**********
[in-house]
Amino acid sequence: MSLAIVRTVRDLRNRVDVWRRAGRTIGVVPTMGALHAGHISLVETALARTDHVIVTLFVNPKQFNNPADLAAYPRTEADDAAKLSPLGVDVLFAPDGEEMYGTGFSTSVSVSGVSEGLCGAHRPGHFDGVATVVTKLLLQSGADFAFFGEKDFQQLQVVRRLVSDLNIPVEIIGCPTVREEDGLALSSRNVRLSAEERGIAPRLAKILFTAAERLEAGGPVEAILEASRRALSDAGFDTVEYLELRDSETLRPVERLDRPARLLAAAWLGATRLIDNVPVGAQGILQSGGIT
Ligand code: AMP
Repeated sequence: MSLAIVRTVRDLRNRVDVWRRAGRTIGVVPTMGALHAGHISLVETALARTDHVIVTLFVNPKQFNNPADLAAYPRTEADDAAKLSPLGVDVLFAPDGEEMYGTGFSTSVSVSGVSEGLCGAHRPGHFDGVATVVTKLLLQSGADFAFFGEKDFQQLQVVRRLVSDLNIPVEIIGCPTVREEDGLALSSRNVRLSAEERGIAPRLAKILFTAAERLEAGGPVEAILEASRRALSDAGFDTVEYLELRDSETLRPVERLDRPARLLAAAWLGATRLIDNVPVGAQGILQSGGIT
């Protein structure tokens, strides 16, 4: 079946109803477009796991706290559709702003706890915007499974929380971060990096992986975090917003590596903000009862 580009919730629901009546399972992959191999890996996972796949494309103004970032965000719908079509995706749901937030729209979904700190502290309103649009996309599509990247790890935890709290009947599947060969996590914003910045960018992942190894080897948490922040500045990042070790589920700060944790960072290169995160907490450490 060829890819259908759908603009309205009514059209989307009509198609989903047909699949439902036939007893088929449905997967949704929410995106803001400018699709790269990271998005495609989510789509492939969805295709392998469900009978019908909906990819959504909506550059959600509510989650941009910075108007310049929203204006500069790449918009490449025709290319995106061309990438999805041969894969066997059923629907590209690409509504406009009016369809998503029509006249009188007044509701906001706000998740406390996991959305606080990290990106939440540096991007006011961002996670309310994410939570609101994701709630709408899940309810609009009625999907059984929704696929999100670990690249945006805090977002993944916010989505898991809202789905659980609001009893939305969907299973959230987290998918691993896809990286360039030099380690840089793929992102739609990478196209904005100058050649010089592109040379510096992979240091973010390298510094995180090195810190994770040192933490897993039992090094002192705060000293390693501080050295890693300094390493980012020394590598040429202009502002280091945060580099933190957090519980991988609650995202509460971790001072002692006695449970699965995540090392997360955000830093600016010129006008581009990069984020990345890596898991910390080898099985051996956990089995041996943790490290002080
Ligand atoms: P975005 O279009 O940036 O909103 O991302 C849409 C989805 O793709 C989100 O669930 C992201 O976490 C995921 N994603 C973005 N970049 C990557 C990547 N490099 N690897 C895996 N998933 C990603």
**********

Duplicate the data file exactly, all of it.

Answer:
[in-house]
Amino acid sequence: MSLAIVRTVRDLRNRVDVWRRAGRTIGVVPTMGALHAGHISLVETALARTDHVIVTLFVNPKQFNNPADLAAYPRTEADDAAKLSPLGVDVLFAPDGEEMYGTGFSTSVSVSGVSEGLCGAHRPGHFDGVATVVTKLLLQSGADFAFFGEKDFQQLQVVRRLVSDLNIPVEIIGCPTVREEDGLALSSRNVRLSAEERGIAPRLAKILFTAAERLEAGGPVEAILEASRRALSDAGFDTVEYLELRDSETLRPVERLDRPARLLAAAWLGATRLIDNVPVGAQGILQSGGIT
Ligand code: AMP
Repeated sequence: MSLAIVRTVRDLRNRVDVWRRAGRTIGVVPTMGALHAGHISLVETALARTDHVIVTLFVNPKQFNNPADLAAYPRTEADDAAKLSPLGVDVLFAPDGEEMYGTGFSTSVSVSGVSEGLCGAHRPGHFDGVATVVTKLLLQSGADFAFFGEKDFQQLQVVRRLVSDLNIPVEIIGCPTVREEDGLALSSRNVRLSAEERGIAPRLAKILFTAAERLEAGGPVEAILEASRRALSDAGFDTVEYLELRDSETLRPVERLDRPARLLAAAWLGATRLIDNVPVGAQGILQSGGIT
């Protein structure tokens, strides 16, 4: 079946109803477009796991706290559709702003706890915007499974929380971060990096992986975090917003590596903000009862 580009919730629901009546399972992959191999890996996972796949494309103004970032965000719908079509995706749901937030729209979904700190502290309103649009996309599509990247790890935890709290009947599947060969996590914003910045960018992942190894080897948490922040500045990042070790589920700060944790960072290169995160907490450490 060829890819259908759908603009309205009514059209989307009509198609989903047909699949439902036939007893088929449905997967949704929410995106803001400018699709790269990271998005495609989510789509492939969805295709392998469900009978019908909906990819959504909506550059959600509510989650941009910075108007310049929203204006500069790449918009490449025709290319995106061309990438999805041969894969066997059923629907590209690409509504406009009016369809998503029509006249009188007044509701906001706000998740406390996991959305606080990290990106939440540096991007006011961002996670309310994410939570609101994701709630709408899940309810609009009625999907059984929704696929999100670990690249945006805090977002993944916010989505898991809202789905659980609001009893939305969907299973959230987290998918691993896809990286360039030099380690840089793929992102739609990478196209904005100058050649010089592109040379510096992979240091973010390298510094995180090195810190994770040192933490897993039992090094002192705060000293390693501080050295890693300094390493980012020394590598040429202009502002280091945060580099933190957090519980991988609650995202509460971790001072002692006695449970699965995540090392997360955000830093600016010129006008581009990069984020990345890596898991910390080898099985051996956990089995041996943790490290002080
Ligand atoms: P975005 O279009 O940036 O909103 O991302 C849409 C989805 O793709 C989100 O669930 C992201 O976490 C995921 N994603 C973005 N970049 C990557 C990547 N490099 N690897 C895996 N998933 C990603």